Carlton Hobbs LLC

Carlton Hobbs LLC

This early-nineteenth century cabinet is an unusual example of English Regency furniture profusely set with tôle peinte panels and incorporating a stepped superstructure, which seems very likely to have been inspired by the designs of the foremost tastemaker of the period, the Anglo-Dutch Banker Thomas Hope (1769-1831). He showed a similarly stepped chimneypiece in his seminal 1807 publication Household Furniture and Interior Decoration, where it was used to support a display of what he referred to as “Egyptian, Hindoo and Chinese idols and curiosities.”1 (figure 1). This was an illustration of the practical application of his maxim that came to define the period; “antiquity was to be imitated but that it was not to be copied.”2

Figure 1

Figure 1

The side cabinet is set with panels of tôle, defined as tinplate or pewter that has been varnished, painted or japanned. The techniques originally came from technical investigations into the rust-proofing of iron in the early eighteenth century, and its heat-resistance and durability made it popular for use on everyday objects like kettles, tea sets and trays. John Baskerville from Birmingham secured the first patent in Britain in 1759 and not long afterwards a fellow local manufacturer Stephen Bedford is recorded as making japanned copper panels for coaches3, beginning the industry’s long association with that region of Britain. Aside from Birmingham, other main centers of production were the Welsh towns of Pontypool and Usk, and Bilston in Staffordshire.  In Pontypool, a Thomas Allgood led a particularly successful business opening further workshops in Birmingham and London and by the late eighteenth century he was exporting large quantities of Pontypool tole to Europe and America.4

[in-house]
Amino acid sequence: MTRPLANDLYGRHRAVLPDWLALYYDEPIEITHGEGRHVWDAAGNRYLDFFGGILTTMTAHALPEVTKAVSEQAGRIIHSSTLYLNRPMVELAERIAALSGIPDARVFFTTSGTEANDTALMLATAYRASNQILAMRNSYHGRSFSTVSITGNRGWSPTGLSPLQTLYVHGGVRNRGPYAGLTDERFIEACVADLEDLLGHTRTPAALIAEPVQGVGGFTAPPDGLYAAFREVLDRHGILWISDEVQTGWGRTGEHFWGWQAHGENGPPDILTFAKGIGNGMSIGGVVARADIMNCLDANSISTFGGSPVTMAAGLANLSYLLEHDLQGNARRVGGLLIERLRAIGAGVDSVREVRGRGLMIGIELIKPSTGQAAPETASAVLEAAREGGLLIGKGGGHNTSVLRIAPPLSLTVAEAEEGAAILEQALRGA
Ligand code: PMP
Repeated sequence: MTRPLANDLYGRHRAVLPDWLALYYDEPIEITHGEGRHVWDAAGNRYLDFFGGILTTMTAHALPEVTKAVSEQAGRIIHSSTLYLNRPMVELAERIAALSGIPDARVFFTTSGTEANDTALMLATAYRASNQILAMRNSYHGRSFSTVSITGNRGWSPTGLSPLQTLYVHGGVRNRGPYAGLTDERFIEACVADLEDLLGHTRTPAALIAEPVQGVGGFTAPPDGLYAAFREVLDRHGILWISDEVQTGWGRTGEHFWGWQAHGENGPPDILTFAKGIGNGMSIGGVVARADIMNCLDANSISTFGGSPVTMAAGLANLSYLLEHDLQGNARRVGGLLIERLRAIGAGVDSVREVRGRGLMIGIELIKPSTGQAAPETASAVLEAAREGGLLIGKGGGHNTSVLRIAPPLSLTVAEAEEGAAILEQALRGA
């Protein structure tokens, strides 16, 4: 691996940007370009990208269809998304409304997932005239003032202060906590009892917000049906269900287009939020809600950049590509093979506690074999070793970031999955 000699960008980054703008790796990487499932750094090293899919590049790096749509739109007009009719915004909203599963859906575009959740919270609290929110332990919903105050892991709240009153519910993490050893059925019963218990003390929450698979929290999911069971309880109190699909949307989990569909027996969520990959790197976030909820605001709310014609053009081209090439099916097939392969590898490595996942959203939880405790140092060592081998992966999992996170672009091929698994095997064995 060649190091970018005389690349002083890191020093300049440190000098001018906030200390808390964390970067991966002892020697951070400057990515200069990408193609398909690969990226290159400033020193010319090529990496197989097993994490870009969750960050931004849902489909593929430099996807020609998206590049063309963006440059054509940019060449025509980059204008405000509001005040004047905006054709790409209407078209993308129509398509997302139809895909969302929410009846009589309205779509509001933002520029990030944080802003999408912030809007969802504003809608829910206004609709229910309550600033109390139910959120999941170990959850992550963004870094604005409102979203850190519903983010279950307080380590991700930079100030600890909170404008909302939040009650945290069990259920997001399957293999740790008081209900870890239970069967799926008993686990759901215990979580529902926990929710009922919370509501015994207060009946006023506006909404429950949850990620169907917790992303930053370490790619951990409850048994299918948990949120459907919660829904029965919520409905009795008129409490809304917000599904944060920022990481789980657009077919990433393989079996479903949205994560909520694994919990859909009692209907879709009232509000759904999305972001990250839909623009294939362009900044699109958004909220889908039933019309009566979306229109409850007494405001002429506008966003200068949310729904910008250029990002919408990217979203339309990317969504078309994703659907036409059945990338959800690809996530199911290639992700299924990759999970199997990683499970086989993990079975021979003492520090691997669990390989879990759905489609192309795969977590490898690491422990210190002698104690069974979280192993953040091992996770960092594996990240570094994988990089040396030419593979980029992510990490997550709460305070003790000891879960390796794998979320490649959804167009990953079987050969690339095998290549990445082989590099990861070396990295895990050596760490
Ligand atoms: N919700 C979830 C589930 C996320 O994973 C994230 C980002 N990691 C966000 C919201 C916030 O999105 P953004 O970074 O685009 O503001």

Detail. Carlton Hobbs LLC.

Detail. Carlton Hobbs LLC.

However aside from its practical uses its decorative potential was also quickly recognized; during the late eighteenth and early nineteenth centuries the material was applied to the finest of furniture; in France it was used by premier ébénistes like Adam Weisweiler (c. 1750 – c. 1810) to imitate oriental lacquer.  The term ‘tôle’ itself is borrowed from French, where such objects are referred to as tôle peinte. In England George Brookshaw, a London furniture maker, painted and fired thinly rolled sheets of copper which he applied as veneers to the tops of his tables, concealing the joins with a gilt metal band. A table by Brookshaw from c. 1785 displaying this technique can be found in the Victoria and Albert Museum in London (figure 2).

Figure 2

Figure 2

It is not the practical usefulness of tôle that is being exploited on the present piece but its fine effect as a decorative surface.  Here the subject matter combines a few stylistic influences that perfectly define its period. The panels on the two drawers feature classical warriors in chariots (figure 3 & 4), a popular motif of the time that reminds of the French Empire style and especially Pierre-Philippe Thomire’s magnificent chariot clocks. Possibly the figures here are intended to be the heroes of the Trojan war Achilles and Hector. In contrast, the small curved reserves in the corners of the stepped pyramid tier are filled with Chinoiserie designs including pagodas and oriental landscapes.  The leader of the revival in this taste was the Prince Regent himself, who in the early decades of the nineteenth century was busy renovating his seaside residence, the Royal Pavilion in Brighton, in the most remarkable and ostentatious interpretation of the style. Additionally the restricted red and gold palate of the tole is a continuation of the taste for ‘Etruscan’ decoration that was stimulated by the publication of the designs on Sir William Hamilton’s collection of vases in the late 1760s.5  

Figure 3

Figure 3

Tôle would remain immensely popular in the nineteenth century, as would the related medium of papier maché; both are examples of the diversification of materials and technology that defined furniture and decoration in the English regency.

Figure 4

Figure 4